What Happened Over the Weekend

US airstrikes on civilians, protests in Idleb, women and children released and Jan Egeland resigns. Catch up on everything you missed over the weekend.

1. The Syrian Foreign Ministry has condemned the “heinous crimes committed by the illegitimate US-led Coalition in al-Sousa and al-Bubadran villages in Deir ez-Zor countryside, proving once again its disregard for international law.” The Ministry, according to SANA, demanded a transparent and independent international investigation into this crime and other crimes on its territories. At least 22 civilians were killed in US-led coalition airstrikes in Syria’s eastern Deir Ez-Zor province, according to local sources. The coalition airstrike targeted a mosque in the town of al-Susah in eastern Deir Ez-zor during the weekly Friday prayer, killing 16 people. Six more civilians were killed in another strike that hit a local religious institute in Hajin city in the same province, the sources added. Since Wednesday, 65 civilians have been killed in Deir ez-Zor province in airstrikes carried out by the US-led International Coalition. Syria’s demand came in two letters addressed to the UN Secretary-General and President of the United Nations Security Council on Saturday.

2. For the eighth consecutive Friday, thousands of people came out on to the streets of rebel-held areas to rally against the regime, condemning the Russian call to deport White Helmets workers out of Syria. According to the Syrian Observatory for Human Rights, the demonstrations, which took place in Idleb province, were in solidarity with the Civil Defense rescuing agency. Demonstrators held up the three-star flag of the Syrian revolution, White Helmet flags and placards recalling the first days of the Syrian revolution in 2011, saying their goal is the toppling of the Assad regime and stopping Russian aggression.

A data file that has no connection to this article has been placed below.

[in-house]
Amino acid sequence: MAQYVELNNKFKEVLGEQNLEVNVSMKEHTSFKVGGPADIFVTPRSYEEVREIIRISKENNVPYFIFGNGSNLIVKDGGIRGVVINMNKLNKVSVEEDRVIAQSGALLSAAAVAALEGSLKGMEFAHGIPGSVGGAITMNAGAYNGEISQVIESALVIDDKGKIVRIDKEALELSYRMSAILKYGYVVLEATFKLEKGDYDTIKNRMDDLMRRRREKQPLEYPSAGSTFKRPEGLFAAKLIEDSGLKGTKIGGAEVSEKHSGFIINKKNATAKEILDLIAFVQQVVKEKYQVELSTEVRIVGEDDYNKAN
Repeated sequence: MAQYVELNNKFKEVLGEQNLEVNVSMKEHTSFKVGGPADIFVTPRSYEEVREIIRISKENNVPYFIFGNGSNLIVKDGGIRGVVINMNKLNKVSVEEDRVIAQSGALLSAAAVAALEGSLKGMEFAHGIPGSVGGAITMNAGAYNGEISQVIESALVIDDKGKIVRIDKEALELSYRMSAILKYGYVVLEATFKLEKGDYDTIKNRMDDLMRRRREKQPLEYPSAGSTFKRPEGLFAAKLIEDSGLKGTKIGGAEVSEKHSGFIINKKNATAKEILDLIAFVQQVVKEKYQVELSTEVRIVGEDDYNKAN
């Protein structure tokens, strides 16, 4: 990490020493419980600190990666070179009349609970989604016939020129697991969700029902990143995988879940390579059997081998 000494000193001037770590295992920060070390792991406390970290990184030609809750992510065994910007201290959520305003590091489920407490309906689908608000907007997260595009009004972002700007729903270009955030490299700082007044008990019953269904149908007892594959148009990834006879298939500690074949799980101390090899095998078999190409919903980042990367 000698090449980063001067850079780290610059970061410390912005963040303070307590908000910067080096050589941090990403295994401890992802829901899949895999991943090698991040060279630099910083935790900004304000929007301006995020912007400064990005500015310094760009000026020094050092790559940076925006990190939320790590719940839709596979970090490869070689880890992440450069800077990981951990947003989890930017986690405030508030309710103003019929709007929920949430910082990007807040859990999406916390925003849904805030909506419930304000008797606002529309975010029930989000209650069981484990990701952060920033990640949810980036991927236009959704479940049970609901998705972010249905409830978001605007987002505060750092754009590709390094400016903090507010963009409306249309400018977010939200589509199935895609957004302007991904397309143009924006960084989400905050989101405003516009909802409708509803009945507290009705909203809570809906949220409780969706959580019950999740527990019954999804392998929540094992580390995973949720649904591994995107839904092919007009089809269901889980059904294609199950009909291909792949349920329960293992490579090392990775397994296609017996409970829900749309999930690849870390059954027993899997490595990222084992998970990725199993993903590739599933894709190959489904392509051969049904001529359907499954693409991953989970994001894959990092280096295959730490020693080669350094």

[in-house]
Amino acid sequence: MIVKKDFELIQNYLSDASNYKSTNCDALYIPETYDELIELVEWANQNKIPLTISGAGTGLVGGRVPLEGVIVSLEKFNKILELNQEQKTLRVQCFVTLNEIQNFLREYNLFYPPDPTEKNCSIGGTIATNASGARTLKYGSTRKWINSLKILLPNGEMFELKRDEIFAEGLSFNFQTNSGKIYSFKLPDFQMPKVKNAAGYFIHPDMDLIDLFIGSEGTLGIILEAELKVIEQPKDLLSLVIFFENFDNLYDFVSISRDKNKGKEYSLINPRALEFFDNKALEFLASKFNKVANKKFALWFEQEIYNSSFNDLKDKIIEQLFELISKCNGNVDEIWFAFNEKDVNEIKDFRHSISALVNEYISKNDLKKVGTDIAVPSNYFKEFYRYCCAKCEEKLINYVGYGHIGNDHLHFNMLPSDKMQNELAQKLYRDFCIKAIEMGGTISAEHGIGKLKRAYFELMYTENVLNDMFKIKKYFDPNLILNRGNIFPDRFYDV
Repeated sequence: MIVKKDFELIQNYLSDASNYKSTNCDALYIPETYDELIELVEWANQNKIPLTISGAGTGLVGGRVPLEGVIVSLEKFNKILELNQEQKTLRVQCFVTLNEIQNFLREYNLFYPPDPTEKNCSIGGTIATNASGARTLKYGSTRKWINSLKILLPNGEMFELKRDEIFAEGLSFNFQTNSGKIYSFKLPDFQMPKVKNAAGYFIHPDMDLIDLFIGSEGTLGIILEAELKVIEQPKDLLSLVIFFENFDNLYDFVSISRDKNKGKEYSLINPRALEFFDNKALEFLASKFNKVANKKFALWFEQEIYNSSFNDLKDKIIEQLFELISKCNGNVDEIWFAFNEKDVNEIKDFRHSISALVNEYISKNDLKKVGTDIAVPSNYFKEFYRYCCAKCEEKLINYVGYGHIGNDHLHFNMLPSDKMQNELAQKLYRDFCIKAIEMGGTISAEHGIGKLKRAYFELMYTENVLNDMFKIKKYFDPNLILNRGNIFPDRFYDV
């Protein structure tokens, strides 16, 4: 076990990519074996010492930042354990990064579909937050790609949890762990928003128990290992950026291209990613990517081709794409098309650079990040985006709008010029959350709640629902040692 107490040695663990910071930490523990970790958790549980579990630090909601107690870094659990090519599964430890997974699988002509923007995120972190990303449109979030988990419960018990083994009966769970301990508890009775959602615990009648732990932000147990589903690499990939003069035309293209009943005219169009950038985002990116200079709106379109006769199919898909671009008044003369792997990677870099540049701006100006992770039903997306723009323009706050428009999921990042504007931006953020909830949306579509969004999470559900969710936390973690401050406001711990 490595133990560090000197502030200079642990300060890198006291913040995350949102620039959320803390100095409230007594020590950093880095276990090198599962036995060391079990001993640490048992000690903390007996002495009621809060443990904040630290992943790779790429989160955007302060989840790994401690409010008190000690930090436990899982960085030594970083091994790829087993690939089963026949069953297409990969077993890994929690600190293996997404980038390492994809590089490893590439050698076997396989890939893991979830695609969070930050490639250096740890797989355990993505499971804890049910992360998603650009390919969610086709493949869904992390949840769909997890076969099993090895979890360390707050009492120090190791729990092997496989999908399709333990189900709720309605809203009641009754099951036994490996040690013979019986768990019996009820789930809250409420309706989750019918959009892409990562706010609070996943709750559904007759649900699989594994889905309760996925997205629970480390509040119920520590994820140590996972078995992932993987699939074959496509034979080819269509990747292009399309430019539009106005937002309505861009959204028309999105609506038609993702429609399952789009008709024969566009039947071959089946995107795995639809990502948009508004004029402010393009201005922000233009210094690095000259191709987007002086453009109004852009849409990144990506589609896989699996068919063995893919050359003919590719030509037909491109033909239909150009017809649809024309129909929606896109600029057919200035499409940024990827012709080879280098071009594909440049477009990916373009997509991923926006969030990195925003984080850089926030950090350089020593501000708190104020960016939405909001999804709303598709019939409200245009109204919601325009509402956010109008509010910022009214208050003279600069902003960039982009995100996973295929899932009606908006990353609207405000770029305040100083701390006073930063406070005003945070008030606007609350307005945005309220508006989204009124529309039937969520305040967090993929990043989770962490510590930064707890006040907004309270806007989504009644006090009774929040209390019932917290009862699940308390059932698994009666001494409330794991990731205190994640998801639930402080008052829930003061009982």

3. A group of women and children kidnapped by the Islamic State (ISIS) from al-Shabki village in Suweida's eastern countryside since Jul. 25, 2018, have been liberated. Pro-government newspapaer al-Thawra reported that after receiving the liberated abductees at the Governorate’s building, Suweida Governor Amer al-Ashi, said in a statement that, “upon directives of President Bashar al-Assad, the terrorist organizations were hunted down by our armed forces and the affiliated security apparatus tracked the remnants of terrorists to the depth of Suweida's eastern Badyia.”

4. On Saturday, Syria and Iran discussed mechanisms of strategic cooperation in economic, trade and investment domains. The discussion, SANA reported, was during a meeting between a delegation of Syrian businessmen, headed by Secretary General of the Syrian Chambers of Commerce, Mohammad Hamshou, and the Advisor to First Vice-President of the Islamic Republic of Iran and Chairman of the Iranian Committee on the Development of Economic Relations with Syria and Iraq, Hassan Danaiefar, and Chairman of Iran Chamber of Commerce, Industries, Mines and Agriculture Masoud Khansari. Hamshou and Khansari affirmed both sides’ determination to work on upgrading the level of economic, trade and investment relations to reach the level of the distinguished political relations between the two countries.

5. The head of the UN Working Group on Humanitarian Assistance in Syria, Jan Egeland, has said he would leave office at the end of November, noting that "his work is very difficult." AFP reported that this comes after the announcement that UN Special Envoy to Syria, Staffan de Mistura, will in turn leave office at the end of November, but Egeland told reporters in Geneva that it is nothing more than a "coincidence". "I decided to leave the end of November when my contract was renewed in September," the Norwegian told a news conference, adding, "I have done this work for nearly three years. It was very hard work," he told a meeting of the humanitarian working group.

This article does not necessarily reflect the opinion of The Syrian Observer.

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